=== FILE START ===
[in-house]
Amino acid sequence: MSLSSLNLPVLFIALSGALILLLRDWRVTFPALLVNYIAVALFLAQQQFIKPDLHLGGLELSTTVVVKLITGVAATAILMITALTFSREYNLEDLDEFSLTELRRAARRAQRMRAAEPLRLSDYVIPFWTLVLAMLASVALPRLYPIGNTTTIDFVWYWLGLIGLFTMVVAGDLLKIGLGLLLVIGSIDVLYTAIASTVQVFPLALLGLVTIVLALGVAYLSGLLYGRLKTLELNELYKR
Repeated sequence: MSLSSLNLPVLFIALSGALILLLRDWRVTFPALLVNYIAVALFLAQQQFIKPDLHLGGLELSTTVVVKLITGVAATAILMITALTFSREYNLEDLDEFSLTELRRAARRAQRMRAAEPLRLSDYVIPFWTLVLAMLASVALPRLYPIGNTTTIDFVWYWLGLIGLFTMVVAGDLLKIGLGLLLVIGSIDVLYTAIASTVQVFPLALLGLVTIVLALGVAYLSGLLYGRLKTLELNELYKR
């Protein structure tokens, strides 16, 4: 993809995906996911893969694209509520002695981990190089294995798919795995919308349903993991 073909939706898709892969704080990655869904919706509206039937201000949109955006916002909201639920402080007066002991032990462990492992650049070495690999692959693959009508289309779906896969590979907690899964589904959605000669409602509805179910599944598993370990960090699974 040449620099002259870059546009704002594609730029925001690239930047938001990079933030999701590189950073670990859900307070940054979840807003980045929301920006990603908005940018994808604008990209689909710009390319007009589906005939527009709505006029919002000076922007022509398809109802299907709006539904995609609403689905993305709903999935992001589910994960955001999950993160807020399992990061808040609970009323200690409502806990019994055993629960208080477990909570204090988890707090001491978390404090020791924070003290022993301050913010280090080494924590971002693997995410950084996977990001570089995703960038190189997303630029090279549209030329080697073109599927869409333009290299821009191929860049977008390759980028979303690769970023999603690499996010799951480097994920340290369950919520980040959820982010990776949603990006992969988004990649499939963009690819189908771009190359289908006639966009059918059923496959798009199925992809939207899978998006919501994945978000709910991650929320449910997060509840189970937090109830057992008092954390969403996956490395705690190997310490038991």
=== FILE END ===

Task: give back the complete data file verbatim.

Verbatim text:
[in-house]
Amino acid sequence: MSLSSLNLPVLFIALSGALILLLRDWRVTFPALLVNYIAVALFLAQQQFIKPDLHLGGLELSTTVVVKLITGVAATAILMITALTFSREYNLEDLDEFSLTELRRAARRAQRMRAAEPLRLSDYVIPFWTLVLAMLASVALPRLYPIGNTTTIDFVWYWLGLIGLFTMVVAGDLLKIGLGLLLVIGSIDVLYTAIASTVQVFPLALLGLVTIVLALGVAYLSGLLYGRLKTLELNELYKR
Repeated sequence: MSLSSLNLPVLFIALSGALILLLRDWRVTFPALLVNYIAVALFLAQQQFIKPDLHLGGLELSTTVVVKLITGVAATAILMITALTFSREYNLEDLDEFSLTELRRAARRAQRMRAAEPLRLSDYVIPFWTLVLAMLASVALPRLYPIGNTTTIDFVWYWLGLIGLFTMVVAGDLLKIGLGLLLVIGSIDVLYTAIASTVQVFPLALLGLVTIVLALGVAYLSGLLYGRLKTLELNELYKR
């Protein structure tokens, strides 16, 4: 993809995906996911893969694209509520002695981990190089294995798919795995919308349903993991 073909939706898709892969704080990655869904919706509206039937201000949109955006916002909201639920402080007066002991032990462990492992650049070495690999692959693959009508289309779906896969590979907690899964589904959605000669409602509805179910599944598993370990960090699974 040449620099002259870059546009704002594609730029925001690239930047938001990079933030999701590189950073670990859900307070940054979840807003980045929301920006990603908005940018994808604008990209689909710009390319007009589906005939527009709505006029919002000076922007022509398809109802299907709006539904995609609403689905993305709903999935992001589910994960955001999950993160807020399992990061808040609970009323200690409502806990019994055993629960208080477990909570204090988890707090001491978390404090020791924070003290022993301050913010280090080494924590971002693997995410950084996977990001570089995703960038190189997303630029090279549209030329080697073109599927869409333009290299821009191929860049977008390759980028979303690769970023999603690499996010799951480097994920340290369950919520980040959820982010990776949603990006992969988004990649499939963009690819189908771009190359289908006639966009059918059923496959798009199925992809939207899978998006919501994945978000709910991650929320449910997060509840189970937090109830057992008092954390969403996956490395705690190997310490038991």